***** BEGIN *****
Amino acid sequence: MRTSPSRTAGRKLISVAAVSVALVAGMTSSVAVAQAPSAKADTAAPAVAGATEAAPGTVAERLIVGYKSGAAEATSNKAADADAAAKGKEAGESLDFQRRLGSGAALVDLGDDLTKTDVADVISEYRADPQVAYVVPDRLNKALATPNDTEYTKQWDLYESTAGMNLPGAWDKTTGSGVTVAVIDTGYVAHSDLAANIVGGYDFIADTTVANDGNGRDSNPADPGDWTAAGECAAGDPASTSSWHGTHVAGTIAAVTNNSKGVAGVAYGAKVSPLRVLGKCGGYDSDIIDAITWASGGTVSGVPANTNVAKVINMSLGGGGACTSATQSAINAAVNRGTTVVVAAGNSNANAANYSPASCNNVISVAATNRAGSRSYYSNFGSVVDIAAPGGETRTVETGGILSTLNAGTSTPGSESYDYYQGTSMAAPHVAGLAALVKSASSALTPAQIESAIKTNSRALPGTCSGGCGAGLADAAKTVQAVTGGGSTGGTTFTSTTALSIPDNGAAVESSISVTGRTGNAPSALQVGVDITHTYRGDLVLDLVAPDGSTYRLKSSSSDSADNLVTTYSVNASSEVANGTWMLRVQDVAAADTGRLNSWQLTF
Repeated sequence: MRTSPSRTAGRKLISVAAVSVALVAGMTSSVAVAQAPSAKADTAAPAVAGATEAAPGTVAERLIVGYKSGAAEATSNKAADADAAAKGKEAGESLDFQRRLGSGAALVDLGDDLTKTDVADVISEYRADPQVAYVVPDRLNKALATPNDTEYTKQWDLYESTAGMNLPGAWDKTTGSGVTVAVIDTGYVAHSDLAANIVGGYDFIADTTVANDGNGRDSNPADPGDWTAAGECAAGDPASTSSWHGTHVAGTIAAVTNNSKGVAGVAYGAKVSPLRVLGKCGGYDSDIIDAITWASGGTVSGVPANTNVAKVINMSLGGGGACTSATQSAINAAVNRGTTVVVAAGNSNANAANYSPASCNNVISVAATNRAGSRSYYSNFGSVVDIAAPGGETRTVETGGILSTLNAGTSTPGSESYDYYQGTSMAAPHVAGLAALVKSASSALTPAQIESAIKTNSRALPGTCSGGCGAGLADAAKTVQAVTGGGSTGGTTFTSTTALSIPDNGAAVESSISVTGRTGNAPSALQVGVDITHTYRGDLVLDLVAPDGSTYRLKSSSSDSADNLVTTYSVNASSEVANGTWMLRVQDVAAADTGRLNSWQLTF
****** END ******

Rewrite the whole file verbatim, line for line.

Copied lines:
Amino acid sequence: MRTSPSRTAGRKLISVAAVSVALVAGMTSSVAVAQAPSAKADTAAPAVAGATEAAPGTVAERLIVGYKSGAAEATSNKAADADAAAKGKEAGESLDFQRRLGSGAALVDLGDDLTKTDVADVISEYRADPQVAYVVPDRLNKALATPNDTEYTKQWDLYESTAGMNLPGAWDKTTGSGVTVAVIDTGYVAHSDLAANIVGGYDFIADTTVANDGNGRDSNPADPGDWTAAGECAAGDPASTSSWHGTHVAGTIAAVTNNSKGVAGVAYGAKVSPLRVLGKCGGYDSDIIDAITWASGGTVSGVPANTNVAKVINMSLGGGGACTSATQSAINAAVNRGTTVVVAAGNSNANAANYSPASCNNVISVAATNRAGSRSYYSNFGSVVDIAAPGGETRTVETGGILSTLNAGTSTPGSESYDYYQGTSMAAPHVAGLAALVKSASSALTPAQIESAIKTNSRALPGTCSGGCGAGLADAAKTVQAVTGGGSTGGTTFTSTTALSIPDNGAAVESSISVTGRTGNAPSALQVGVDITHTYRGDLVLDLVAPDGSTYRLKSSSSDSADNLVTTYSVNASSEVANGTWMLRVQDVAAADTGRLNSWQLTF
Repeated sequence: MRTSPSRTAGRKLISVAAVSVALVAGMTSSVAVAQAPSAKADTAAPAVAGATEAAPGTVAERLIVGYKSGAAEATSNKAADADAAAKGKEAGESLDFQRRLGSGAALVDLGDDLTKTDVADVISEYRADPQVAYVVPDRLNKALATPNDTEYTKQWDLYESTAGMNLPGAWDKTTGSGVTVAVIDTGYVAHSDLAANIVGGYDFIADTTVANDGNGRDSNPADPGDWTAAGECAAGDPASTSSWHGTHVAGTIAAVTNNSKGVAGVAYGAKVSPLRVLGKCGGYDSDIIDAITWASGGTVSGVPANTNVAKVINMSLGGGGACTSATQSAINAAVNRGTTVVVAAGNSNANAANYSPASCNNVISVAATNRAGSRSYYSNFGSVVDIAAPGGETRTVETGGILSTLNAGTSTPGSESYDYYQGTSMAAPHVAGLAALVKSASSALTPAQIESAIKTNSRALPGTCSGGCGAGLADAAKTVQAVTGGGSTGGTTFTSTTALSIPDNGAAVESSISVTGRTGNAPSALQVGVDITHTYRGDLVLDLVAPDGSTYRLKSSSSDSADNLVTTYSVNASSEVANGTWMLRVQDVAAADTGRLNSWQLTF